In certain cases it may be desirable to completely replace the non-client area (title bar, title bar buttons and window borders) with a completely custom user interface. An example of such is when applying buttons that seemingly cross from non-client areas to client areas (e.g. the Start button found in Microsoft Office 2007 applications such as Microsoft Office Word). In these instances, a Windows Presentation Foundation (WPF) window may be created using no client area and the entire window recreated, gaining access to all areas of the new window as a client area.
Standard window functionality must be recreated for the user experience to remain constant. Most functionality (i.e. window move, close, maximise, restore, minimise) is easily achieved. However, window resizing by mouse drag is considerably more complex.
In this article, an approach to creating resizable windows with the standard resize drag functionality is presented. A utility library is provided which allows any WPF window to be resized via
UIElements (not necessarily part of the window to be resized). The mouse pointer is adjusted to the relevant graphic automatically when the pointer is hovering over any registered window resizing control.
Using the Code
A single class called
WindowResizer is included in the library, which controls all functionality to do with resizing. To use the library, it should be included and linked into the UI as follows. Note that an ideal place is the constructor for the window since, in most cases, the resize components will be available from window birth to death.
WindowResizer wr = new WindowResizer(this);
During the call to
.addResizer...(UIElement), all event handler hooks are added to the UI element. From call completion, the component will be acting as a resizing element upon the target window. The window and elements must be valid and created before the calls are made.
Two event handlers are added to each UI element to control the pointer graphic (i.e. to achieve the arrow graphics while hovering the border),
MouseLeave. In this release, this option is sufficient. However, in later releases this will be changed to an unmanaged call to the underlying Windows APIs to prevent the pointer changing back to the standard arrow pointer when rapidly sizing the window up. By increasing the mouse polling speed (and hence making the resize operations more rapidly starting) this effect is reduced, although it is noticeable. A starting point for research to solve this effect would be investigation of user32.dll.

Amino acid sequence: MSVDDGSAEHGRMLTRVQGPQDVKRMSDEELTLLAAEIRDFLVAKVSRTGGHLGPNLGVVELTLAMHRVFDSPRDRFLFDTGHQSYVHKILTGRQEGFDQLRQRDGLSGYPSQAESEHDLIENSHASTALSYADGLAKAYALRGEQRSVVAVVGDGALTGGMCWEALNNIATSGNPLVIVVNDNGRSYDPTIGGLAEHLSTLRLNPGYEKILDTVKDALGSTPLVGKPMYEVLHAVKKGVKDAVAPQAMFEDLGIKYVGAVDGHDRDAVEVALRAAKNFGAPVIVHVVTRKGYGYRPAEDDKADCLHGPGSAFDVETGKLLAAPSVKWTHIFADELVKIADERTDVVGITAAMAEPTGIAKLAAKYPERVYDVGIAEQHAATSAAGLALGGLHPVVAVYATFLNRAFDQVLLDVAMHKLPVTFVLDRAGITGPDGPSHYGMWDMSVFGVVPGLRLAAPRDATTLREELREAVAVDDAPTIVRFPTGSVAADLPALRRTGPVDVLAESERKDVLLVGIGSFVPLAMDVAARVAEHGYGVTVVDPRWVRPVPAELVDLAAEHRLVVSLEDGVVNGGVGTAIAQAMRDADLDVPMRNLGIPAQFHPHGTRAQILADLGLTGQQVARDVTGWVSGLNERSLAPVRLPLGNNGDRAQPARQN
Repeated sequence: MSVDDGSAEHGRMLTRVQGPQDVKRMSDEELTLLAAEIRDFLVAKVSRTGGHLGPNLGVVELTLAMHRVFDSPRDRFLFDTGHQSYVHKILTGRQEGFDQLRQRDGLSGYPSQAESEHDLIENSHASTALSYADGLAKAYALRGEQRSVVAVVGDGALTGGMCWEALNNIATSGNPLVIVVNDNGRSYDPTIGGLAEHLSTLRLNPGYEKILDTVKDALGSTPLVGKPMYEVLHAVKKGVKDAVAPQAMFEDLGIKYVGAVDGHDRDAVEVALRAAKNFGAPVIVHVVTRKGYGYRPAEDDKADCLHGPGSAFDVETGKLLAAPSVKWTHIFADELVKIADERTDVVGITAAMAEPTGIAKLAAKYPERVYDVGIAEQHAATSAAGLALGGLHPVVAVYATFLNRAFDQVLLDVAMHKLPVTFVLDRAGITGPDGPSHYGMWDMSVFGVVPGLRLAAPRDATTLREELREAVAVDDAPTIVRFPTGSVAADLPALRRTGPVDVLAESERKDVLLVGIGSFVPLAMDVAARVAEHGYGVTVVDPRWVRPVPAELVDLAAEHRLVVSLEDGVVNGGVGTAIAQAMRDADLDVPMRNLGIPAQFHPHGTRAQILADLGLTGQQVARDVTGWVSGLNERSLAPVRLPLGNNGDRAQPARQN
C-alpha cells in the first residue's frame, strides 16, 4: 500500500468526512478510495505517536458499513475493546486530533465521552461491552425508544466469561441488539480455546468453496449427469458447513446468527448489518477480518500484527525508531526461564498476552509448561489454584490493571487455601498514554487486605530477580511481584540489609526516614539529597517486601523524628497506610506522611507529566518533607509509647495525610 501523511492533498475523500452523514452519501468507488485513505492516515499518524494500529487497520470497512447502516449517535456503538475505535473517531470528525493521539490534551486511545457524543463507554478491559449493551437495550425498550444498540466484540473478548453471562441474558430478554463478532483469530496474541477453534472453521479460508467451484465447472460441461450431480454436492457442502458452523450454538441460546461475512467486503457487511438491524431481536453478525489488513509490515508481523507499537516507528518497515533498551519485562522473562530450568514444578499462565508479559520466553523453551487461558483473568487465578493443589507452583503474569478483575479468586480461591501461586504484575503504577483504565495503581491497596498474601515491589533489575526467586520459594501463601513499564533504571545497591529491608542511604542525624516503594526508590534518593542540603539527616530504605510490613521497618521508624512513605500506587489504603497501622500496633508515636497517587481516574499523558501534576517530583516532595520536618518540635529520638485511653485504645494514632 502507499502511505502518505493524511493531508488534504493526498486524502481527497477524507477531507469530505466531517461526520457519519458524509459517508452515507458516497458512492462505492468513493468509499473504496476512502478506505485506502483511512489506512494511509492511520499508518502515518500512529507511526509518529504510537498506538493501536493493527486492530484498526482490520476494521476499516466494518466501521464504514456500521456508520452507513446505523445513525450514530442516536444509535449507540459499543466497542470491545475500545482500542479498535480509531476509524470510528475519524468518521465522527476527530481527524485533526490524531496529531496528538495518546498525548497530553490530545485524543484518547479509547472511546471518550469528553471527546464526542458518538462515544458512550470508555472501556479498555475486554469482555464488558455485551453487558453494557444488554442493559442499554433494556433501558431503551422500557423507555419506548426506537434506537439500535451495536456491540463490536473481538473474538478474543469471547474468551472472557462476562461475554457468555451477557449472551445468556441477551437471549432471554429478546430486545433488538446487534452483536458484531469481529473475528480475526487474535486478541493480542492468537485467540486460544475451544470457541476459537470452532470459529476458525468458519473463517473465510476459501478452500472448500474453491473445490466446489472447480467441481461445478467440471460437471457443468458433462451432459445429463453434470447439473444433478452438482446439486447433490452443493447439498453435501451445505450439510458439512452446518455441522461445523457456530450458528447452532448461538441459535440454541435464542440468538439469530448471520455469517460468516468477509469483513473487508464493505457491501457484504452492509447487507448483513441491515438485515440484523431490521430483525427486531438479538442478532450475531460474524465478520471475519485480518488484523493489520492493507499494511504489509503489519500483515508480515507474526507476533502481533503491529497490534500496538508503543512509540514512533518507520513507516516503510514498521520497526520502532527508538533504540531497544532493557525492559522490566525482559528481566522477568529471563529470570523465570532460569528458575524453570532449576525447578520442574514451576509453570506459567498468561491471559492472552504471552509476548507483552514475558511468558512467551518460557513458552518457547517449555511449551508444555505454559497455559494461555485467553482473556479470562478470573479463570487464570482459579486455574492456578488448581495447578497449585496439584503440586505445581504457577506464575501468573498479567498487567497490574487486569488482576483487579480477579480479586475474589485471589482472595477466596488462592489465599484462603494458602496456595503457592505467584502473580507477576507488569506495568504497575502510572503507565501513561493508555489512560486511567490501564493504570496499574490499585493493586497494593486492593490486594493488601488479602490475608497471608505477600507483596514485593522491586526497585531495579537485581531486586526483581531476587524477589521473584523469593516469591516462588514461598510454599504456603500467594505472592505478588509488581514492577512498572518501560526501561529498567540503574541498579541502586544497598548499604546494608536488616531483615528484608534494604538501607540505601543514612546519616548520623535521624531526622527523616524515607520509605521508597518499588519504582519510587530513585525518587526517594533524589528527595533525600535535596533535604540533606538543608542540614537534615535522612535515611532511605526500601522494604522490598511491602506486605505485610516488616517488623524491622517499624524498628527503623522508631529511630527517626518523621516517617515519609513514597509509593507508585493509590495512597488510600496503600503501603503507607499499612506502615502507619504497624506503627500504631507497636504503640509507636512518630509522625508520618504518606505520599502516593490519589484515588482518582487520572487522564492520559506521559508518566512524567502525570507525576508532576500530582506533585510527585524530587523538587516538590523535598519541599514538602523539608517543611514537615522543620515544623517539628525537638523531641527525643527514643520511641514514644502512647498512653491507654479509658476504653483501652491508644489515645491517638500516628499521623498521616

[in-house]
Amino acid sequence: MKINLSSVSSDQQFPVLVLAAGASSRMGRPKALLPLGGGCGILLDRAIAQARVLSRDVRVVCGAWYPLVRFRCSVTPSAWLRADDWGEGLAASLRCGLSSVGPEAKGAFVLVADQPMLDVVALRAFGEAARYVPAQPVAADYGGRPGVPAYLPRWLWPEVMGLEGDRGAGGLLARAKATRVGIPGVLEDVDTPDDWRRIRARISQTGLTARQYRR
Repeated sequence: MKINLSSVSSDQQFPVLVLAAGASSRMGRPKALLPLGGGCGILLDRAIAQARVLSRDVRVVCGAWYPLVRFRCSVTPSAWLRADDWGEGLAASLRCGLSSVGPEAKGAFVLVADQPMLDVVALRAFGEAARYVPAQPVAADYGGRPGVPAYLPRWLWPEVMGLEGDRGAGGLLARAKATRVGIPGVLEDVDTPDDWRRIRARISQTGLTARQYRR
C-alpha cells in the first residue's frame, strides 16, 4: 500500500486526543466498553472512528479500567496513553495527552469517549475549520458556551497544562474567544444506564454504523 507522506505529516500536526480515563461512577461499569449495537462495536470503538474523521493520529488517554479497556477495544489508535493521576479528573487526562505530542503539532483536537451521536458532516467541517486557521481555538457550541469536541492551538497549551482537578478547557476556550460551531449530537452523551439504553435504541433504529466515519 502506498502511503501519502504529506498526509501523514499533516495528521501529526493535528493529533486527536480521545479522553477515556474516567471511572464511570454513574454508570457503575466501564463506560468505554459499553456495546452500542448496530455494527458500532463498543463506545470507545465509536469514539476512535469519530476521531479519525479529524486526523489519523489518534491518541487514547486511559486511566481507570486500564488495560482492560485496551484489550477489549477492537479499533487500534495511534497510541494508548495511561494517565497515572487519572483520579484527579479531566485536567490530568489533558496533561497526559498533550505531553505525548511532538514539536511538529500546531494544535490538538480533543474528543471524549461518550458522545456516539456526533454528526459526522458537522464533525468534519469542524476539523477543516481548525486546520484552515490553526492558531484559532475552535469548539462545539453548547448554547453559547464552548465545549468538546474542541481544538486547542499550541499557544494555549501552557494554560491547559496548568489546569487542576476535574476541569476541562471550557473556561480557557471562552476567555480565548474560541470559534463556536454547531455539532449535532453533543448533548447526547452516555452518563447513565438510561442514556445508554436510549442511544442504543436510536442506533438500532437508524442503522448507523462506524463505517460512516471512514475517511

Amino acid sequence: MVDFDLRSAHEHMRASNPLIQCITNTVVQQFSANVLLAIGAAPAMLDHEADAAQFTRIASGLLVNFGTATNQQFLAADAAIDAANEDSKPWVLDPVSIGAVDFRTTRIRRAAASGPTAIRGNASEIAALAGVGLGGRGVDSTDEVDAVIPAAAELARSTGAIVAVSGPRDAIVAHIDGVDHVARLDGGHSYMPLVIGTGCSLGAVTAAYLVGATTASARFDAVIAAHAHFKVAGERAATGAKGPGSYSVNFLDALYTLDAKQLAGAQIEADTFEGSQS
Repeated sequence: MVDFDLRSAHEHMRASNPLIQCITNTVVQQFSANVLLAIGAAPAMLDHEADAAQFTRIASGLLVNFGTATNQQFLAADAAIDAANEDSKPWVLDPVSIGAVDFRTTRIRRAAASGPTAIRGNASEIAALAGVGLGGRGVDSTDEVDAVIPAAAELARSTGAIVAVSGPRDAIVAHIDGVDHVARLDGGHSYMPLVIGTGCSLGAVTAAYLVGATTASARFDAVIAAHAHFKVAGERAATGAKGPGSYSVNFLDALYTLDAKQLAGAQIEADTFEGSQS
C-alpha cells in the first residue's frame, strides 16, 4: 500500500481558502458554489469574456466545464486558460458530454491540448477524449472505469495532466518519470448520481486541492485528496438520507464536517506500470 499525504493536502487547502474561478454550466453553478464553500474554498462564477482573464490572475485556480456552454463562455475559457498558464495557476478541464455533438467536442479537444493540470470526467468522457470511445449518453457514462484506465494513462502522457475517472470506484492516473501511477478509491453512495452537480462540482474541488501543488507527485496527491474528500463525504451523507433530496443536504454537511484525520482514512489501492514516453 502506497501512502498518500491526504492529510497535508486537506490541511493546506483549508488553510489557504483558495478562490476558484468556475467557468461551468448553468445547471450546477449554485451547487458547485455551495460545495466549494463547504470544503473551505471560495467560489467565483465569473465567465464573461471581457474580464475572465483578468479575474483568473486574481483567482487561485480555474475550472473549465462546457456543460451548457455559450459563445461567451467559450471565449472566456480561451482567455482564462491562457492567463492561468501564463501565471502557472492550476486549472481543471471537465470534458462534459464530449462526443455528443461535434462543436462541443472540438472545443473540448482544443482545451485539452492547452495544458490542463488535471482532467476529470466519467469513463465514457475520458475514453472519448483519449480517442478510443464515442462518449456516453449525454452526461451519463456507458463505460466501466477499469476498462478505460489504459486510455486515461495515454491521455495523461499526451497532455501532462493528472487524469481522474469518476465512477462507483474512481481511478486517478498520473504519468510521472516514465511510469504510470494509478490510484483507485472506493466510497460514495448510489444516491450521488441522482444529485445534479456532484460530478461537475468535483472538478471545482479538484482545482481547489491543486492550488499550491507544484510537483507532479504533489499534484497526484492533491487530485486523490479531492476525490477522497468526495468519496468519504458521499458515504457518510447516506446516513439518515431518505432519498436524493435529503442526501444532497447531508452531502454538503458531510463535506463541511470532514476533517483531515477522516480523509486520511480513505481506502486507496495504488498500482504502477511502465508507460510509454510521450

This problem is made significantly complex due to the different handling of mouse move events and mouse positioning. Under .NET 2.0,
Cursor.GetPosition(...) returned the position of the mouse relative to the specified component. However, under .NET 3.5, this has changed to the position of the mouse relative to the component, but clamped to the bounds of the component. For example, given that a component has a horizontal screen position of 100 pixels, a width of 200 pixels and a mouse screen position of 500 pixels, .NET 2.0 would return a relative position to the component of 400 pixels. However, .NET 3.5 returns a relative position of just 200 pixels.
A similar effect is found when using
Cursor.GetPosition(...). The returned value is clamped to the relative bounds of the component. The solution to this is to get the absolute screen position via a user32.dll call. Specifically, the following code must be added and polled routinely (20 millisecond delay between polls) while dragging the mouse:
static extern bool GetCursorPos(out PointAPI lpPoint);
private struct PointAPI
public int X;
public int Y;
GetCursorPos() method is polled via the following call:
PointAPI p = new PointAPI();
Using user32.dll is just one way of obtaining mouse position data outside the bounds of a WPF window. It is possible to use
DirectInput and obtain a
Microsoft.DirectX.DirectInput.Device. However, the mouse position is not reported rather than the mouse movement (i.e. 2 right, 10 down). Extreme care must be taken when using this form of input, as the position data generated may not correspond to the same resolution as the screen (i.e. 10 right from
DirectInput may not correspond to 10 screen pixels right).
Points of Interest
All other window functionality is easily implemented and mostly a case of using
Grid layout to position correctly. A close button is implemented via a button click handler and
Window.Close(). Maximise, restore and minimise are implemented via
Window.WindowState, and window dragging is implemented via
MoveDrag() on the
UIElement handler. Curiously, no
ResizeDrag() is available currently.
Version 220.127.116.11 (January 23, 2008) Basic mouse drag functionality with auto cursor icon changing.
Grateful thanks to Mike for his work on user32.dll.